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Daylight Savings Time: Fall Back & Baby Sleep

For parents, the approach of daylight saving time can be a mixed bag. On one hand, we're all excited to gain an extra hour of sleep. On the other hand, the thought of your baby's sleep schedule potentially being disrupted can make parents dread it. Fear not, though, as there are ways to navigate the time change without major disturbances to your child's sleep routine. As a pediatric sleep consultant, I'm here to share some tips and strategies for helping your little one continue to sleep through the night. Here are a few options to navigate this change! And please note, if your baby is in the newborn phase or on 4 naps or more, you don't really need to change anything. Adjust the schedule according to nap lengths and wake windows.

Week Before Approach

In the days leading up to daylight saving time, start making gradual adjustments to your child's sleep schedule. Move their morning wake up time 10-15minutes later each day, which will result in naps and bedtime being 10-15 minutes later each day. If you do this 4-6 days before the time change, then when its time to "fall back", your baby will have already adapted to the new schedule, minimizing the disruption.

Barley Change a Thing Approach

On Saturday, don't change the schedule at all, except for bedtime. Push bedtime 15 minutes later. (This is not likely to cause too much overtiredness and maybe they will sleep a tad bit later.) On Sunday morning, the clocks will have changed and we will gain an hour. See how long your child will sleep. Its very possible it will be an early morning, that's ok. If they are content, leave them in their crib until the new morning wake up time (or close to) and start the day as usual.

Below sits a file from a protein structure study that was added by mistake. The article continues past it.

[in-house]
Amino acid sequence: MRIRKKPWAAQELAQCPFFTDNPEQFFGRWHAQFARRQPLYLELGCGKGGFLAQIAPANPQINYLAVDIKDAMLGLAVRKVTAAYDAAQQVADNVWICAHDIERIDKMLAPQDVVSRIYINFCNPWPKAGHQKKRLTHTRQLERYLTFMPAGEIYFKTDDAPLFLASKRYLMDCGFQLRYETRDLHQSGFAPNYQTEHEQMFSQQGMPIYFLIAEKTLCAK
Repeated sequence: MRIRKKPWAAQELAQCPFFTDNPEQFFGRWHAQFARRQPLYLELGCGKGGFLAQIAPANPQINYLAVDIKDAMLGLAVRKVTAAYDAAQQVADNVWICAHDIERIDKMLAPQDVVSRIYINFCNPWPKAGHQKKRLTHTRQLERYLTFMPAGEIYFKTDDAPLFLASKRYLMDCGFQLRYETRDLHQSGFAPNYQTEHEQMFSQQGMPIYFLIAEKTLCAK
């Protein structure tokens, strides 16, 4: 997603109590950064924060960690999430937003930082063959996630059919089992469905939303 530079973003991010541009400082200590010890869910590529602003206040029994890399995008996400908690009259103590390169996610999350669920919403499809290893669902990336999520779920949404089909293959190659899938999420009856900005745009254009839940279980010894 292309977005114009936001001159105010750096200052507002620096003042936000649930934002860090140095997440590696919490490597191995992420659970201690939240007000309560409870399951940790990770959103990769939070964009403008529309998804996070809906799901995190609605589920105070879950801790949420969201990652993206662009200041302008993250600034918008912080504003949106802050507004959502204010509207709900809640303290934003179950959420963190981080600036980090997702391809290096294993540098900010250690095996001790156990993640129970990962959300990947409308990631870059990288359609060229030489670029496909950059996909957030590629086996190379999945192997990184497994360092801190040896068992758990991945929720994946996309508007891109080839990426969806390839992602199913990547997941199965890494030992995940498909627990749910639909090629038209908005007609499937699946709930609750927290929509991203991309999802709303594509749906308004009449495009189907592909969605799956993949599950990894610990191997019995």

*I would recommend one of the above approaches. The easiest one IMO is barely changing a thing! If you want a weekend of approach, it gets a little more complicated but still doable. It would look like this:

Weekend Approach

On Saturday and Sunday, stretch wake windows 10 minutes more- Wake up at normal time, then the rest of the day (all naps/wake ups, and bedtime) are all 10 minutes later. Example:

Typical Schedule

7am wake up

10-1130am- Nap

230-4pm- Nap

730pm- Bedtime

Saturday Schedule will look like this:

7am Wake up

1010-1140am- Nap

250-420pm- Nap

8pm- Bedtime

Sunday will look like this: (follow the new time)

630am- Wake up

940-1110am- Nap

220-350pm- Nap

720pm- Bedtime

Monday- Resume your normal schedule

More Tips

Maintain Consistency

Consistency is key in any sleep routine. Stick to your usual bedtime routines and habits, such as reading a bedtime story or singing a lullaby. Even with the time change, these familiar cues will signal to your baby that it's time for sleep.

Get Outside

The Natural daylight will help to adjust your child's internal body clock. Use it to your advantage and get out in the sun! When indoors, keep it light and bright in the house during the day, and as night time is approaching, dim the lights.

Be Patient

It's normal for some children to take a little time to adjust to the time change. Be patient and flexible with your baby during this period. If they are super tired, you can bring bedtime up a little. It may take a week or so for your child's internal clock to fully adapt to the new schedule.


Navigating daylight saving time with a baby doesn't have to be a daunting task. By making gradual adjustments, maintaining consistency, and being patient, you can help your little one continue sleeping just fine. As a pediatric sleep consultant, I'm here to help you with all of your baby's sleep needs! If your baby's sleep is less than ideal, take the first step and book a free 15 minute sleep assessment call right at the top of this page!


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